Another week of a similar jet stream pattern as this past week is in store for the contiguous US as a large ridge of high pressure remains dominate across the West while an unusually deep trough of low pressure builds back into the eastern US by midweek. The pattern will then change by next week as the ridge drifts toward the east, bringing heat to most of the country for the first weekend of August.

Western Heat:

A persistent 594-plus decameter ridge will remain situated over the southwestern US through at least the duration of this week, keeping the heat around to much of the western US. High temperatures will generally be 5 to 10 degrees above average across the region, although as much as 25 degrees higher than normal in the Northwest through Tuesday ahead of an incoming trough by midweek.

The hottest day overall out West will be on Monday when high temperatures will top off into the 90s and 100s across many locales. Many of the valleys will likely surpass the century mark through at least the next seven days.

According to the National Weather Service office at Hanford, CA, “[Saturday] was the 37th day this year of 100-degree heat in [Fresno]. That’s one day more than a normal year and more than any other [year] during the past 22 [years] of record keeping through July 28th. 2017 ended up with 53 days of triple digit heat in [Fresno].” Fresno is forecast to hold above 100 degrees through at least the next 7 days thanks to the persistent heat dome.

In Seattle, the city broke their record streak of 85 degree-plus days. Reaching 7 days on Saturday, that breaks the previous record of 6 days from the year of 2015. Seattle is forecast to remain above this threshold until Tuesday or Wednesday when temperatures will return closer to normal and eventually below average into the 70s.

For 4 straight days (Tuesday through Friday), Death Valley in California has recorded a remarkable high temperature of at least 127 degrees. That is the 3rd longest streak of temperatures at that magnitude on record. The longest was 8 days in the year of 1913. High temperatures will hover between 110 and 115 degrees in the foreseeable future in the hottest place of the US.

This heat is dangerous, and with the dry and windy weather fueling the dozens of large wildfires in the West, that is making conditions even more hazardous for the firefighters to battle. Almost all of the West Coast and Southwest is currently experiencing at least abnormally dry conditions.

Cool Eastern Two-Thirds:

The nation’s midsection is in for a cool week overall, but that may not be so bad given the fact it’s the middle of the summer — often the hottest time of the year. With temperatures forecast to be below average, it will definitely feel cool out there but it sure won’t be chilly compared to the below normal conditions in the wintertime.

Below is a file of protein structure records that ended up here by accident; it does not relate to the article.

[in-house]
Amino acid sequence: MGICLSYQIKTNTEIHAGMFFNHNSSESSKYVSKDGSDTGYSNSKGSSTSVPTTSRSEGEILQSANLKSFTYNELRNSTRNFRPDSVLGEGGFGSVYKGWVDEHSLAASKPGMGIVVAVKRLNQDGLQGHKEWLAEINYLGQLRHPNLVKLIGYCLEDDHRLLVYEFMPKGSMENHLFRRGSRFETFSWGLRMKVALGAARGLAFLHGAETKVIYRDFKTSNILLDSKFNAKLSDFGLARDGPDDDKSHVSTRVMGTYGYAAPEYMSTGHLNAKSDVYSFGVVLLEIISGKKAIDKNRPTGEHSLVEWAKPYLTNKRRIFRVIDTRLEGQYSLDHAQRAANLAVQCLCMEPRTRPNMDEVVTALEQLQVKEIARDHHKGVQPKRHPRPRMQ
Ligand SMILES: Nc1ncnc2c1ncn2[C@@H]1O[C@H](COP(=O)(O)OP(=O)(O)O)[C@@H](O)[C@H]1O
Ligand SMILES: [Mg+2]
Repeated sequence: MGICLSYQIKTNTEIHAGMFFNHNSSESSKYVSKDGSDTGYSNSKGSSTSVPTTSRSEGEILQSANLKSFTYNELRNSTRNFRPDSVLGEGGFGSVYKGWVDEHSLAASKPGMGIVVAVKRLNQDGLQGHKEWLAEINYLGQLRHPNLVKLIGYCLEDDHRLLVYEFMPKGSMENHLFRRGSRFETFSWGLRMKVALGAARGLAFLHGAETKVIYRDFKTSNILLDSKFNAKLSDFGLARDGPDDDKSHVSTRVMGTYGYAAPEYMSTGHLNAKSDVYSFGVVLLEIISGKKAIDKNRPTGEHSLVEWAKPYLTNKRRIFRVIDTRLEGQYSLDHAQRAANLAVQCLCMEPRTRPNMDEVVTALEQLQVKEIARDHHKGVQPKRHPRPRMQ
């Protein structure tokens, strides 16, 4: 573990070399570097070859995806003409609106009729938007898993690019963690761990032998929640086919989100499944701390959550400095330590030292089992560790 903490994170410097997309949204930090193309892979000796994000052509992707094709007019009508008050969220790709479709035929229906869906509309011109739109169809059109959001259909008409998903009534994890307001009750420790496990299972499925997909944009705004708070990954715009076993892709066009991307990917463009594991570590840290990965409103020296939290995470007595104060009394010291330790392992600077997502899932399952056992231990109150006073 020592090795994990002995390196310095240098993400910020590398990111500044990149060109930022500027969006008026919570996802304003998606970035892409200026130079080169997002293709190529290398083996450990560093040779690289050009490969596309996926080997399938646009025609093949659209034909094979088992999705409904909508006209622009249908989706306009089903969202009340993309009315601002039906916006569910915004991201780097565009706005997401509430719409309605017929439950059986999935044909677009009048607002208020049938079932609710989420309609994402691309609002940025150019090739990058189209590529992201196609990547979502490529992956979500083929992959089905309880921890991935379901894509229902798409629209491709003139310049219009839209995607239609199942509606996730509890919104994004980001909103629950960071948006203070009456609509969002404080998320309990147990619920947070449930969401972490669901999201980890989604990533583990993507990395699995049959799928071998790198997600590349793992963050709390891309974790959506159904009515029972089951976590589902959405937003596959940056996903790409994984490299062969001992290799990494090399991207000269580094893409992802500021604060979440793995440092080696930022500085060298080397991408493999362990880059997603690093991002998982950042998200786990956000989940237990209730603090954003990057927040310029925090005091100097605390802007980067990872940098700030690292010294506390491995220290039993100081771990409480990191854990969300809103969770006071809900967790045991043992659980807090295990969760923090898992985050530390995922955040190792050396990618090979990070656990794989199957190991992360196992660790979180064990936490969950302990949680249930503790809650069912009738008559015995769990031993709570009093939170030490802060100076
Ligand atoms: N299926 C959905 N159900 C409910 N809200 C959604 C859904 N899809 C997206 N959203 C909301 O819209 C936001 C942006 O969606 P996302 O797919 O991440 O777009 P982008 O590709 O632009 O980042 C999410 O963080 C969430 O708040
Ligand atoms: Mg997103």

An incoming trough from the northern Plains will tilt from a negative phase (oriented from southwest to northeast) to the neutral phase (oriented from south to north) by midweek, aiding in this cool down. It will also make for a favorable setup mid- to late- week for additional rounds of heavy, flooding rains to much of the East Coast. Oftentimes it’s the jet stream that delineates the below and above average temperatures. South of the strong winds at about 30-thousand feet is the warmth while north of it is the cooler air.

On Sunday, the coolest of air relative to average will be found in the central Plains behind a cold front. Temperatures in this part of the country will be as much as 20 degrees below average, translating to highs mainly into the 70s. That cooler air will extend all the way to most of the East Coast with the exception of eastern New England. Temperatures will generally be just a few degrees off from average, however, making for actual highs into the 70s and 80s. South of the front is where the warm air will be locked in with high temperatures in the 90s across the Southeast and 100s in the southern Plains.

By Monday, that cooler air will reach northern Texas and into most of the Southeast, dropping temperatures to as much as 20 degrees in the Texas and Oklahoma Panhandles. The cool spots will remain the central Plains with highs mainly 10 to 15 degrees below average. Much of the eastern US will also be below average but more around the 5 degree negative anomaly. The only areas east of the Continental Divide where it will be warmer than average is southern Texas, the central Gulf Coast, and New England.

During the midweek time period, the large area of below average temperatures will reach the Gulf Coast. By this point in time, temperatures will be below normal across all of the central and eastern US. The only region that will on the warmer side relative to average will be in New England as a large dome of high pressure offshore funnels warm and humid air inland. High temperatures across the eastern two-thirds of the nation will generally be in the 70s and 80s. It’s not until you reach the southern Plains and Florida where it will be in the 90s.

As a pattern change takes place by next weekend, we’ll begin to see warmer air stream in from the west as that heat dome finally moves. The Southeast, however, can expect the cooler temperatures to persist into mid-August.


Jackson is Head of Content at WeatherOptics and produces several forecasts and manages all social media platforms. Previously, Jackson forecasted local weather for southwestern Connecticut, founding his website, Jackson's Weather, in the March of 2015. He is currently studying Meteorology and Broadcast Journalism at the University of Miami.

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